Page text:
Editor's Note: This post was recently expanded on in the article, How Devbridge uses Lean Requirements
Capturing software requirements is a messy business. For years, the prevailing logic has been to throw some poor soul into the trenches and task them with the responsibility of documenting complex requirements in time-consuming and cumbersome Word templates. The countless hours invested are often justified by the assumption that the resulting documents will clearly articulate exactly what the final product will look like. In reality, this approach often results in documents that are fraught with gaps, misinterpretations, and inaccurate assumptions in a format that is not easy to comprehend.
But let’s say that your organization always writes perfect documentation. How long does it take you? The fundamental issue with this approach is that this activity often takes hundreds of hours of effort to create documents that don’t produce any tangible value for your business. That is a serious amount of waste in an otherwise lean process. The traditional requirements process is bloated and overweight. It’s time to lose that weight and get your requirements lean.
In order to improve the requirements gathering process, we need to understand how software development differs from other forms of construction.
Unlike building a house, the costs to create something demonstrable, and change direction based on feedback, is relatively low. This means that you can leverage rapid prototyping to validate designs and technical integrations while keeping development costs low. More importantly, because we often don’t know what we want until we see it, it’s important to validate our assumptions early and often.
We also know that, because there is a limit to how many stories a team can work on at one point, the number of fully defined requirements a team needs in order to get started is also low. This means we can focus our efforts on defining requirements for the immediate future, while reducing the effort spent on future roadmap features - meaning software requirements can be defined using a just-in-time approach.
We also need to appreciate that software requirements have a shelf life. Because software can change so frequently, requirements stuck in a product backlog can quickly become outdated or invalid. It is important to keep your backlog lean, concise and relevant. Don’t be afraid to delete irrelevant stories in your backlog—if it’s important, it will return.
The reason traditional document-based requirements fail is because they are not optimized to take advantage of these differentiators. The fundamental purpose of the requirements gathering process is to to create an atmosphere of shared understanding on requirements between users, designers, developers and stakeholders. With traditional document-based requirements, this is rarely possible because the only person who ever truly understands the requirements is the author. Put simply, requirement documents promote Agile anti-patterns that prevent businesses from making great products.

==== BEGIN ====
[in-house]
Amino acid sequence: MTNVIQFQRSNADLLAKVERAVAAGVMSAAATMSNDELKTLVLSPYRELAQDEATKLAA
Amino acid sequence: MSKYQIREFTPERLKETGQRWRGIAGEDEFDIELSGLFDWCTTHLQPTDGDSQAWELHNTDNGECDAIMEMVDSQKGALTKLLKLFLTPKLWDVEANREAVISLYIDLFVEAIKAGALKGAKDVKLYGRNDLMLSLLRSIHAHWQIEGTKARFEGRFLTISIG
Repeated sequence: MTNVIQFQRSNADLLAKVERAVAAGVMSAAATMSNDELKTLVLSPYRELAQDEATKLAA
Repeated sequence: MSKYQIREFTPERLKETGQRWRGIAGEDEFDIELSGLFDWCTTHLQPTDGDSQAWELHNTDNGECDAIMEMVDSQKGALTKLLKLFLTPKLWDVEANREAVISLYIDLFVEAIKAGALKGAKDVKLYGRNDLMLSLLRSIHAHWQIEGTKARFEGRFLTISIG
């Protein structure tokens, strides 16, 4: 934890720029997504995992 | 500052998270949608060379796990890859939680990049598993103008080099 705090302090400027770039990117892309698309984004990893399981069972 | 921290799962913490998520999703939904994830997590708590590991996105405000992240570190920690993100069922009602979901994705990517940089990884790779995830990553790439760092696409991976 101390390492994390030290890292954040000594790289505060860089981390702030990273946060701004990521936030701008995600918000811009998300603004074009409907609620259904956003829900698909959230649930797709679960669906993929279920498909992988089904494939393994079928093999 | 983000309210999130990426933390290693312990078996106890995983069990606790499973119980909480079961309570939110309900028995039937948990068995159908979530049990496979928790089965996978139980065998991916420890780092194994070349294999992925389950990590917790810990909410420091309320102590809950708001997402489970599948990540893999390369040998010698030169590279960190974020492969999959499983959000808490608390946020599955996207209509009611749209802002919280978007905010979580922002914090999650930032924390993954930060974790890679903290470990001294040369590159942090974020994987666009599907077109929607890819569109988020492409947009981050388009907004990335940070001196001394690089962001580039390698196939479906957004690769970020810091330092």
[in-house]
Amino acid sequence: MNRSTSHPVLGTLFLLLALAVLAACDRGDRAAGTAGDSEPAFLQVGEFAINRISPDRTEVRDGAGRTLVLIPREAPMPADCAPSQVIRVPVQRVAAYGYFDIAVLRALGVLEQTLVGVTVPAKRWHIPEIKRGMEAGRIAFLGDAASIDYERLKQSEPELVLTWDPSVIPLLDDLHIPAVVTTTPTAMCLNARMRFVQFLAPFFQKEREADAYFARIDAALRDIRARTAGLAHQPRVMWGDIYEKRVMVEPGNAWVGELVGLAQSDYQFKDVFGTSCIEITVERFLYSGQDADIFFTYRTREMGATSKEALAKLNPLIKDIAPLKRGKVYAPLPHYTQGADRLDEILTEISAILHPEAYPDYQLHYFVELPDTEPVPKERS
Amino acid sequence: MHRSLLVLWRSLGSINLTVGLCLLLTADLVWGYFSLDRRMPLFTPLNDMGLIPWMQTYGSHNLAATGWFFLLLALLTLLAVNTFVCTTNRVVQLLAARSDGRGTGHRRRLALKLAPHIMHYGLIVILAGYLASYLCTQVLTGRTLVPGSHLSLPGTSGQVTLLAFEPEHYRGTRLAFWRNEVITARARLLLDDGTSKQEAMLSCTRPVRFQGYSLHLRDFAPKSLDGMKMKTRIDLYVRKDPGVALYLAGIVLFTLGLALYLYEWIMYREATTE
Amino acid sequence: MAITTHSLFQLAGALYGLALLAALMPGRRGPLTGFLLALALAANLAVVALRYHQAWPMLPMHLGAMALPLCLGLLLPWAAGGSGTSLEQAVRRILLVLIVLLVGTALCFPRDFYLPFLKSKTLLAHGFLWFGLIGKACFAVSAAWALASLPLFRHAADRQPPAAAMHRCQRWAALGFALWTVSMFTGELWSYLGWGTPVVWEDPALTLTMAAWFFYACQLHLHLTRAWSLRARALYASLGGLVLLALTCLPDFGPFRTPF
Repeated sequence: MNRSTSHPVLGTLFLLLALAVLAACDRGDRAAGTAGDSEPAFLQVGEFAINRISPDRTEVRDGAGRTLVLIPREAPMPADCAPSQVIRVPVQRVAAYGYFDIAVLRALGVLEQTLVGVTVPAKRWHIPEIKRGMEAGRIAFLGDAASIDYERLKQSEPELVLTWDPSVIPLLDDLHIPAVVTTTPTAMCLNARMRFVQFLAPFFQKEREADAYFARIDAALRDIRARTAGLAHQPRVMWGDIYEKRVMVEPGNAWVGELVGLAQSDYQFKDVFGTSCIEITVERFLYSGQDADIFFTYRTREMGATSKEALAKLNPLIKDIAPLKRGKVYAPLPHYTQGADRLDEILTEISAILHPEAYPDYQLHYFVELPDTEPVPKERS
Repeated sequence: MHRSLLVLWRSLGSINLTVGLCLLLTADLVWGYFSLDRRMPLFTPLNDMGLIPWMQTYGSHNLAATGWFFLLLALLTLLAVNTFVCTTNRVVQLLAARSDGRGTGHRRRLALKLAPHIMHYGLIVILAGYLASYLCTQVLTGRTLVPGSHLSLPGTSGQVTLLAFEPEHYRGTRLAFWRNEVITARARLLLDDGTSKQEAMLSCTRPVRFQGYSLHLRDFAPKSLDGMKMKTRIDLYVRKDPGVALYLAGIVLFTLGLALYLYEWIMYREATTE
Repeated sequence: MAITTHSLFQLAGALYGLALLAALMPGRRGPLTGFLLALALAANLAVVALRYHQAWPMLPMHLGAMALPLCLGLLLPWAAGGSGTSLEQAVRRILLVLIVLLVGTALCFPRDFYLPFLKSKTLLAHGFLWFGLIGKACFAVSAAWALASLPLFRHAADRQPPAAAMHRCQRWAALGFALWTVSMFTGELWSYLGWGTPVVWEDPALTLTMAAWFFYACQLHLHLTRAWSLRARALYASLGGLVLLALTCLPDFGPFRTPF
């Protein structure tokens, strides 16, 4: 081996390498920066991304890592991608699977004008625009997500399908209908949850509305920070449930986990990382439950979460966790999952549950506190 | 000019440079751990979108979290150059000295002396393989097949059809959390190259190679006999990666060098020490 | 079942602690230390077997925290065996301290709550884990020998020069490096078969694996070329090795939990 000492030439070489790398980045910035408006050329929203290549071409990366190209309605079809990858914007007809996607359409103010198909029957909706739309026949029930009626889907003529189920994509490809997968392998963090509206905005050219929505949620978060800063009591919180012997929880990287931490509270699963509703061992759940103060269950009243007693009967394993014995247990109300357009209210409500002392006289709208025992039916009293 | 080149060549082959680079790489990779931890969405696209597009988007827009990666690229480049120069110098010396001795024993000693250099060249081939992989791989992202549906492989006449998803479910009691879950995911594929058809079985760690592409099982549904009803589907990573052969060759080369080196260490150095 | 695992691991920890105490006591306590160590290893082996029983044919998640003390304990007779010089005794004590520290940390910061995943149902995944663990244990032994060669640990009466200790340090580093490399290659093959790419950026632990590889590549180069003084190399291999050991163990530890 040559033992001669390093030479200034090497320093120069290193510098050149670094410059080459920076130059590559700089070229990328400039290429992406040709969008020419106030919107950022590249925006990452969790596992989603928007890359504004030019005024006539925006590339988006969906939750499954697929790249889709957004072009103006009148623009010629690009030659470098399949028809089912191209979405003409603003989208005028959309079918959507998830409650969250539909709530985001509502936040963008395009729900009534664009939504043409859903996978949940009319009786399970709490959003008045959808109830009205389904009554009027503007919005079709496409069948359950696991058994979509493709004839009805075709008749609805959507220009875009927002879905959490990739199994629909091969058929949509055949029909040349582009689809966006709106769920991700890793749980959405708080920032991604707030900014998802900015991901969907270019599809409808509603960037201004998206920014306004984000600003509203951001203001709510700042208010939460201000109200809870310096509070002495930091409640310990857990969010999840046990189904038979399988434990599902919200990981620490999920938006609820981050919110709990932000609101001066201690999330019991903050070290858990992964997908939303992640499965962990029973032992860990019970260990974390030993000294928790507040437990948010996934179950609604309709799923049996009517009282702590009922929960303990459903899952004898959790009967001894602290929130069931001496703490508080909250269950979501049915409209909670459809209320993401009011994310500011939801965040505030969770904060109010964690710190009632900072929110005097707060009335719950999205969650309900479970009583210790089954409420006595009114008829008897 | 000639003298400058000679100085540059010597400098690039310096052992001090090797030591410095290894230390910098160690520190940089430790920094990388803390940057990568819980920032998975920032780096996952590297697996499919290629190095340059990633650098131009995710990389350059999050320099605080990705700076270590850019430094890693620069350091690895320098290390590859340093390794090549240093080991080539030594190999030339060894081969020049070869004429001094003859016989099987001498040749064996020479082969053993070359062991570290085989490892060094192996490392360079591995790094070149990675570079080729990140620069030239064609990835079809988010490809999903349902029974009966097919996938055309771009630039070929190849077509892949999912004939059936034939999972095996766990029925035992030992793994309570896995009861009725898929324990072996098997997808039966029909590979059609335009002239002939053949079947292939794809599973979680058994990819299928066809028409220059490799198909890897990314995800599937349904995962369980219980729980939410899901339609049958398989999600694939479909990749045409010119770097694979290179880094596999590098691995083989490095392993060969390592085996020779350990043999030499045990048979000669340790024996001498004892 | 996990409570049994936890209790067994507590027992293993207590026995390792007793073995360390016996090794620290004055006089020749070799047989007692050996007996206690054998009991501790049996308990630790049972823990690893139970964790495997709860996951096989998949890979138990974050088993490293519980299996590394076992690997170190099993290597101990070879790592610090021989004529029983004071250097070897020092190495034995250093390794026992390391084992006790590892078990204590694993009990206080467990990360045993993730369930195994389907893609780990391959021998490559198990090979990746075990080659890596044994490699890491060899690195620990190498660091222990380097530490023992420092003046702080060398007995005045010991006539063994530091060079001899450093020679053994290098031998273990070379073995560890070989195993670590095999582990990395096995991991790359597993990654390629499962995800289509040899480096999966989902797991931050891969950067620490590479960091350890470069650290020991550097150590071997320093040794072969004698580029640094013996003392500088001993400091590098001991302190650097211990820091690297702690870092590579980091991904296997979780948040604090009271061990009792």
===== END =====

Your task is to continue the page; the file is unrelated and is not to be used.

But don’t despair! By identifying and eliminating inefficiencies in the requirements gathering process, your requirements will start to become lean.
First, we need to prioritize conversations and collaboration over documentation. This means we have to get our users, designers, developers and stakeholders in a room to discuss product requirements.
Next, we need to do away with time-consuming Word documents and replace them with concise, self-contained stories. The best method is to use markers and Post-it notes. This approach forces you to keep requirements simple and small - if it can’t fit on a Post-it, then it needs to be broken down into smaller pieces.
Lastly, but most importantly, create a shared level of understanding around your requirements. This is achieved by discussing and prioritizing your backlog as a group. Make sure everyone understands the business value, development effort and dependencies between each story. Agree on on your release goals, identify stories that enable that goal, and start building a release plan.
As soon as your first release starts to take shape, identify the quickest and cheapest way to validate your assumptions. Leverage tools like wireframes, mockups, rapid prototypes and technical spikes to improve your ability to make informed decisions as a team. On any team, you are only as strong as your weakest link.
With your team’s newfound shared understanding, they will make decisions quicker, deliver value to your business faster and build better products for your users.
For globally distributed team members, you can leverage product management tools like JIRA to add structure to your backlog, coordinate releases across multiple teams, and provide visibility into your team’s performance.
Additionally, where requirement documentation is required for governance, compliance or audit purposes, JIRA can be used to auto-generate requirement documents and traceability matrices using the information stored in the tool. This approach effectively cuts the document creation process down to minutes.
We’ve leveraged lean requirements for more than 200 clients, from venture-backed startups to Fortune 500 companies. It’s a validated process that has proven to be more effective, cheaper and faster than document-driven requirements. Requirements gathering might be messy, but that’s where we are happiest. Ask us how we can help your organization get lean today.